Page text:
Just a reminder that the MyShingle Briefing and Hearing on ABA Ethics 2020 Commission Initiatives on Cloud Computing and Lawyer Use of social media is this Thursday, November 4, 2010, 2:30 pm central. To register, click here and you’ll receive the dial-in information. The ABA’s rules are critical as they will impact us as solos, specifically, how we do business and how we communicate online. Those involved in the ABA initiative are not using social media, they are not using cloud computing solutions and they want to and need to hear from real practicing lawyers who are. By dialing in, you’ll get the run down on these initiatives and equally important, have a chance to offer your views. Please get involved with this effort.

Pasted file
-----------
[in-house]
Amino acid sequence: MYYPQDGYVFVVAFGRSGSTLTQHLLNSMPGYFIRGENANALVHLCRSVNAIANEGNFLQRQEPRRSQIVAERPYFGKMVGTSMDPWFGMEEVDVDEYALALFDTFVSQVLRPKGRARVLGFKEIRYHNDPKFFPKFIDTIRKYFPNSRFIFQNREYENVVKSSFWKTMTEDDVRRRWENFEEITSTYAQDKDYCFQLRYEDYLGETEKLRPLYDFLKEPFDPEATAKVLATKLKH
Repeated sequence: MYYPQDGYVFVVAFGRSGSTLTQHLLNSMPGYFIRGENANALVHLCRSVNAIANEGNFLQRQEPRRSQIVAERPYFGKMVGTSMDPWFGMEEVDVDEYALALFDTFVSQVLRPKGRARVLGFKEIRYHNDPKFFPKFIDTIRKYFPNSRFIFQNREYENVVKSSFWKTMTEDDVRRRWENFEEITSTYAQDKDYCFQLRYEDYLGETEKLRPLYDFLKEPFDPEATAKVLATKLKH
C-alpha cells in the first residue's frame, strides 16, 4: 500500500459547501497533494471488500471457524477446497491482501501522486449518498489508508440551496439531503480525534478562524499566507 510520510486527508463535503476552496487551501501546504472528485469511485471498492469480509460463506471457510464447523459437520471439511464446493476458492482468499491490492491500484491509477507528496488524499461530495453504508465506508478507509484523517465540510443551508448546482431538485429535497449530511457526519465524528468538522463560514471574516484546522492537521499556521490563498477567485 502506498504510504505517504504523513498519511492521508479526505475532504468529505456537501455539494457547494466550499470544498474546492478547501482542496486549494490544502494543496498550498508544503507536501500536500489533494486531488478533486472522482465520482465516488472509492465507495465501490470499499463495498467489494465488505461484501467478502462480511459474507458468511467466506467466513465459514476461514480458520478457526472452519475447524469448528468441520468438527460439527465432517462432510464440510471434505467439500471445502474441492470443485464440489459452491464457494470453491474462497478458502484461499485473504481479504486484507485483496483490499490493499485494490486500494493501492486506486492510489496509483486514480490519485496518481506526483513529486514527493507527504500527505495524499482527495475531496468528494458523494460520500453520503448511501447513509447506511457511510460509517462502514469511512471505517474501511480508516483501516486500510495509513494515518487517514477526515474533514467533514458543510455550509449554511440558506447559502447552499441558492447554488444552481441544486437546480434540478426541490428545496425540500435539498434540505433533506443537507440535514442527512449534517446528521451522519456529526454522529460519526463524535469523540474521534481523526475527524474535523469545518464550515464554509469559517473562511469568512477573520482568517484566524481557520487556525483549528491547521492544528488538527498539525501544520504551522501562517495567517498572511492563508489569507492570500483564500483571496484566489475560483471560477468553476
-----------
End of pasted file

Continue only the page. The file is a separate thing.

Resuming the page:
While I’m on the topic of the cloud, I just came across a great post by Ellen Freedman, the Pennsylvania Bar’s LPM Advisor, that offers up yet another compelling reason for the cloud, albeit perhaps inadvertently. In her post, Freedman reminds lawyers that constitutional imperatives like the Fourth Amendment do not apply at the border, which means that even an attorney’s laptop is subject to confiscation without suspicion or warrant. Freedman sensibly cautions lawyers to take care with regard to data that they store on their laptops. But what Freedman doesn’t mention is that the cloud offers a another solution as well. Let’s face it – most lawyers who travel outside the country can ill afford to leave their laptops behind. Encryption is certainly one option, but it’s also potentially cumbersome. But with the cloud, lawyers can avoid downloading sensitive data on their laptops to begin with. So even if they cross the border and patrols take the laptop, client data remains fully secure in the ether.